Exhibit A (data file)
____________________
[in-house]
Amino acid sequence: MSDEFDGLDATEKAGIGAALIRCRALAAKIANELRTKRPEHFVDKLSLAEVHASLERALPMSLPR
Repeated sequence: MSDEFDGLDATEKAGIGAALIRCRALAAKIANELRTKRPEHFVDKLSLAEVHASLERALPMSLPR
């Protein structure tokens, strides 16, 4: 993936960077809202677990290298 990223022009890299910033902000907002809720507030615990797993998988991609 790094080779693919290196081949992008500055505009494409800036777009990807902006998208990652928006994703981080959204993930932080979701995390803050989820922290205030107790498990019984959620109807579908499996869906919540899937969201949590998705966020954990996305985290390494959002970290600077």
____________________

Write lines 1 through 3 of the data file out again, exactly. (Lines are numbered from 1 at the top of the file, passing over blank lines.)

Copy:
[in-house]
Amino acid sequence: MSDEFDGLDATEKAGIGAALIRCRALAAKIANELRTKRPEHFVDKLSLAEVHASLERALPMSLPR
Repeated sequence: MSDEFDGLDATEKAGIGAALIRCRALAAKIANELRTKRPEHFVDKLSLAEVHASLERALPMSLPR